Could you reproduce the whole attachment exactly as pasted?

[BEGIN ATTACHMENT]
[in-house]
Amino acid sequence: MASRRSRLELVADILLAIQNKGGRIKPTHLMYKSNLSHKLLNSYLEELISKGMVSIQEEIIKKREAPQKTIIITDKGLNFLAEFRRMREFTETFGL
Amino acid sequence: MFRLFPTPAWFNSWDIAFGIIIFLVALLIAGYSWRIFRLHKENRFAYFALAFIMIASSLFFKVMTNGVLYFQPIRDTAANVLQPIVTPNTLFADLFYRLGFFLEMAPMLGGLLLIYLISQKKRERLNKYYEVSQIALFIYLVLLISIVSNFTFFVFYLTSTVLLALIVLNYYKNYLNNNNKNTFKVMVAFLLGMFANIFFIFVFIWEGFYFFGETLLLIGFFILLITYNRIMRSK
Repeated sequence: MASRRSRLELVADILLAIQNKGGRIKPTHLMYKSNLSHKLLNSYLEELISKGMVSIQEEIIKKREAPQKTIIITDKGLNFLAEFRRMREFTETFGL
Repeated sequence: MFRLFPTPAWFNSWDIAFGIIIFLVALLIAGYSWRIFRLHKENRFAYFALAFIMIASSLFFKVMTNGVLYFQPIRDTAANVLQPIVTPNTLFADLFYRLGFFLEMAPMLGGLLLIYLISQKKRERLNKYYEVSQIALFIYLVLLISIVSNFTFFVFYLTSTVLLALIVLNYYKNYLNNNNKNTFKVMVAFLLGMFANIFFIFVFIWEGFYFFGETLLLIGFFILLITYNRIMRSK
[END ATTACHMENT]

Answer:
[in-house]
Amino acid sequence: MASRRSRLELVADILLAIQNKGGRIKPTHLMYKSNLSHKLLNSYLEELISKGMVSIQEEIIKKREAPQKTIIITDKGLNFLAEFRRMREFTETFGL
Amino acid sequence: MFRLFPTPAWFNSWDIAFGIIIFLVALLIAGYSWRIFRLHKENRFAYFALAFIMIASSLFFKVMTNGVLYFQPIRDTAANVLQPIVTPNTLFADLFYRLGFFLEMAPMLGGLLLIYLISQKKRERLNKYYEVSQIALFIYLVLLISIVSNFTFFVFYLTSTVLLALIVLNYYKNYLNNNNKNTFKVMVAFLLGMFANIFFIFVFIWEGFYFFGETLLLIGFFILLITYNRIMRSK
Repeated sequence: MASRRSRLELVADILLAIQNKGGRIKPTHLMYKSNLSHKLLNSYLEELISKGMVSIQEEIIKKREAPQKTIIITDKGLNFLAEFRRMREFTETFGL
Repeated sequence: MFRLFPTPAWFNSWDIAFGIIIFLVALLIAGYSWRIFRLHKENRFAYFALAFIMIASSLFFKVMTNGVLYFQPIRDTAANVLQPIVTPNTLFADLFYRLGFFLEMAPMLGGLLLIYLISQKKRERLNKYYEVSQIALFIYLVLLISIVSNFTFFVFYLTSTVLLALIVLNYYKNYLNNNNKNTFKVMVAFLLGMFANIFFIFVFIWEGFYFFGETLLLIGFFILLITYNRIMRSK